Enterprise 2.0 Featured Articles

Strategy & Tactics: internal communications + social media

Now indeed, I thought Steve Crescenzo posted a good piece this week on the thorny internal comms question of whether ‘Strategy or Tactics?’ Question: Should you be a ’strategist’ or a ‘tactician?’ Answer: Yes & a fine answer, because as Steve rightly points out we need both. I think it’s essential to never forget that tactics are essential. Take for example a game of chess…

Perhaps only at the very highest level when both players are equally matched does strategy finally decide the outcome. However, most games of chess are not won through strategy, they are won through tactics (or, as some might argue, through whoever makes the least mistakes). And whilst the strategy might be to control white space or to lure an opponent to over extend their attack so as to compromise their defences, it’s the singular combination of tactical moves, culminating in forks or pins and the rest, that decides the final outcome.

Now of course the chess player has one significant advantage over those deploying a strategy via tactical means and that is that they are a singular person – there should be no disconnect between the two. This as perhaps we all ought to admit is not always the case in the corporation. Indeed I’ve heard it said that making that connect between the actions of an individual on the ground, impacting in part by tactical messaging, to follow and enact a strategic path; is, if not the Holy Grail, at least a fine and noble embrace of internal comms.

I saw this on a project once. We surveyed the field sales guys on internal comms, messaging and channels and found an interesting and very salient fact. The message got through ok, the comms channels worked but the sales guys didn’t really know what to do with the message – ‘what can I do with this, how does it all connect up, what can I take to my customers?’ were their common laments.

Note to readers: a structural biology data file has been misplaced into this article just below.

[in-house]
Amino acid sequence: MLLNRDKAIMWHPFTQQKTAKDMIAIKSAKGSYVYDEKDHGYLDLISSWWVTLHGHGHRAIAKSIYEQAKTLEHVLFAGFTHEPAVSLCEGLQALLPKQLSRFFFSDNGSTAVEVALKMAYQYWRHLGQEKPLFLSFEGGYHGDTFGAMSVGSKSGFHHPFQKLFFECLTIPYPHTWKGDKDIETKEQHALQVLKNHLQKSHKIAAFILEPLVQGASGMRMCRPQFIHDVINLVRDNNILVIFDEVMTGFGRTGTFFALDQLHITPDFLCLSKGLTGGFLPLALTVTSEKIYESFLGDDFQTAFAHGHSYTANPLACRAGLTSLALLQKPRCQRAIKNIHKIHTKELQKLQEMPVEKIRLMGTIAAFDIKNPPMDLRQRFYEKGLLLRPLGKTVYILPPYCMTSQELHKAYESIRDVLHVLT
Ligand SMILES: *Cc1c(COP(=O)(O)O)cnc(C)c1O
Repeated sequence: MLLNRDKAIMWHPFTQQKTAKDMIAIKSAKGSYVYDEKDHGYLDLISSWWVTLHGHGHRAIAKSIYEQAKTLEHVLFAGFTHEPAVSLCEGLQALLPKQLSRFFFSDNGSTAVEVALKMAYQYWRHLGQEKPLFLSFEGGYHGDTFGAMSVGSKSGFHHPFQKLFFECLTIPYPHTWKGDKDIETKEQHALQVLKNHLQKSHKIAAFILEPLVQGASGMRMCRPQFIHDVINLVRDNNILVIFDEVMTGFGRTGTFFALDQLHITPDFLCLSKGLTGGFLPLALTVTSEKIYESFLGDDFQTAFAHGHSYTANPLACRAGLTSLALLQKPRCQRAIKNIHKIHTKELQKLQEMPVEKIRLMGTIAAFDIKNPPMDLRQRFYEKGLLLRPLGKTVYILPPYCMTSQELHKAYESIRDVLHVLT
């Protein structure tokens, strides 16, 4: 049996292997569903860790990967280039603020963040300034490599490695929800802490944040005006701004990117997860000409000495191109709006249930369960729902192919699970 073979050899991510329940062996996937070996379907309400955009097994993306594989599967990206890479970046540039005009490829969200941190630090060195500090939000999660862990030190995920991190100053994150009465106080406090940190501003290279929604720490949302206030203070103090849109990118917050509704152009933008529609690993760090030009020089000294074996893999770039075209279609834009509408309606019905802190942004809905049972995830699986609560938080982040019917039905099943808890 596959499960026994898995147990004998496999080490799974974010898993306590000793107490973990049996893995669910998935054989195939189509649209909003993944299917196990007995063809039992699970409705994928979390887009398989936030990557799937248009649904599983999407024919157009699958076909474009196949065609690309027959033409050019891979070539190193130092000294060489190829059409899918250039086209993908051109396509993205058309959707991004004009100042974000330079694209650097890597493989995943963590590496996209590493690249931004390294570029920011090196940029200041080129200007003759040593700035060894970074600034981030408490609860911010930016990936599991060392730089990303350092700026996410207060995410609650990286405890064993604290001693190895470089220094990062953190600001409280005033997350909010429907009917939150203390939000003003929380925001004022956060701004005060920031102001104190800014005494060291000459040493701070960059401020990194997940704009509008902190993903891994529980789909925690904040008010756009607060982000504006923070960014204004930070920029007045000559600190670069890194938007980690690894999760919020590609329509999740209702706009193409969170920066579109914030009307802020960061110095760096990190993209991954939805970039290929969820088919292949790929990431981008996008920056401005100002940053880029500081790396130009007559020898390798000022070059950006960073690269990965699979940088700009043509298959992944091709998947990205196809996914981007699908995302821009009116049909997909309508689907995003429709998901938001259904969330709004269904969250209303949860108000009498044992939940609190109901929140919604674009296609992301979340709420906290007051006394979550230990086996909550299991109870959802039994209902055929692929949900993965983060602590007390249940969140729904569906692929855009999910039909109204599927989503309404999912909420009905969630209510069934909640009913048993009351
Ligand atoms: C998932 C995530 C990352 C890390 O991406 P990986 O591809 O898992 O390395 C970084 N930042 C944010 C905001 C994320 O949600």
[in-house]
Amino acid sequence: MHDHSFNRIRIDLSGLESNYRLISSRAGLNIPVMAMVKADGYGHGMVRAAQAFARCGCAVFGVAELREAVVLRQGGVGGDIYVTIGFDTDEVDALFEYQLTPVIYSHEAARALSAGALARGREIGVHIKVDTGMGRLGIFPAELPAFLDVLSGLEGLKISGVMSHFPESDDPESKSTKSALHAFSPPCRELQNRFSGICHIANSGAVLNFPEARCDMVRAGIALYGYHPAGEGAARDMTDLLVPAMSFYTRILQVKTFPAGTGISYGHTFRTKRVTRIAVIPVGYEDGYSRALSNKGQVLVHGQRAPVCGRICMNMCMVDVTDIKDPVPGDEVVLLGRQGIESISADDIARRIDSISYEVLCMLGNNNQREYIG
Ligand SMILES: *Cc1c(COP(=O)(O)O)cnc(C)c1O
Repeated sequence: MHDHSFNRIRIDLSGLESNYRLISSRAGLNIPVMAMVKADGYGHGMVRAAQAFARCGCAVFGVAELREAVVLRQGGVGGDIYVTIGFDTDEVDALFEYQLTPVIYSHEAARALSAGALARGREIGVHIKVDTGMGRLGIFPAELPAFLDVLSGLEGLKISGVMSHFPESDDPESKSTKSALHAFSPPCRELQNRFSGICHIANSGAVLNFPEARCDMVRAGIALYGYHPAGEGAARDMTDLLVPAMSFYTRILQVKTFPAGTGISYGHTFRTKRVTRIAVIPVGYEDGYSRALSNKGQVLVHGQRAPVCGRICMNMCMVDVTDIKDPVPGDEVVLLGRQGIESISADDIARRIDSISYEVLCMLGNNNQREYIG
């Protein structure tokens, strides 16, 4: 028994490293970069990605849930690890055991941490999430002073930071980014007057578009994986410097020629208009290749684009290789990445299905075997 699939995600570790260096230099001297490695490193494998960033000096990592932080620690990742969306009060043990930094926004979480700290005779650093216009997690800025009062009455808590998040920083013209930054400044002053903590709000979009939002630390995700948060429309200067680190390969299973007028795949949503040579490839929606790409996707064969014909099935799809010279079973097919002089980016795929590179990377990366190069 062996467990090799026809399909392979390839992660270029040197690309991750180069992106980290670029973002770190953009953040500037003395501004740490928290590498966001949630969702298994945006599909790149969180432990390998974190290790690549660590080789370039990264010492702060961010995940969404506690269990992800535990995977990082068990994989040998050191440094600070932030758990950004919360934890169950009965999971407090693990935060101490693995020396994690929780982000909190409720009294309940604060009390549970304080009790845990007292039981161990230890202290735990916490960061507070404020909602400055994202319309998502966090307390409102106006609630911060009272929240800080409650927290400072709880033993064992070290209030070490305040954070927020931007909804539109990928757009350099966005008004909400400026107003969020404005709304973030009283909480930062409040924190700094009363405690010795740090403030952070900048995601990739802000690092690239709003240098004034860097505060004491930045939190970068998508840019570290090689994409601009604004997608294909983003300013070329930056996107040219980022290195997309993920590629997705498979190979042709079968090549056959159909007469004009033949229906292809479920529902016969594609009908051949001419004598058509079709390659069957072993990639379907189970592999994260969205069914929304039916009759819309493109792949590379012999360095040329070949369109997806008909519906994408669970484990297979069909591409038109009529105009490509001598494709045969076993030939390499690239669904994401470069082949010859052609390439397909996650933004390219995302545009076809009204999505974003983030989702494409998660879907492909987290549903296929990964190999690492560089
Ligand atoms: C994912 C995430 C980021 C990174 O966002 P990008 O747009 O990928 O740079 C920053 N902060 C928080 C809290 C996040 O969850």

What we were seeing was a disconnect between the delivery of the strategic message and it’s interpretation. The tactic of delivering it was working well, it was just that people didn’t understand what it meant or what to do with it.

Now I’ve heard people such as Bill Quirke talk about this as something that can be addressed by ensuring that middle management are able to relate, respond and translate  the message into something more meaningful and useful at the specific instance. This of course is a more than useful approach, but it’s one I would argue, that is labour, time and resource intensive. And there is a way that can support and reinforce this approach whilst reducing cost and increasing scope and that is to use social technologies to connect up the delivery of the key core message.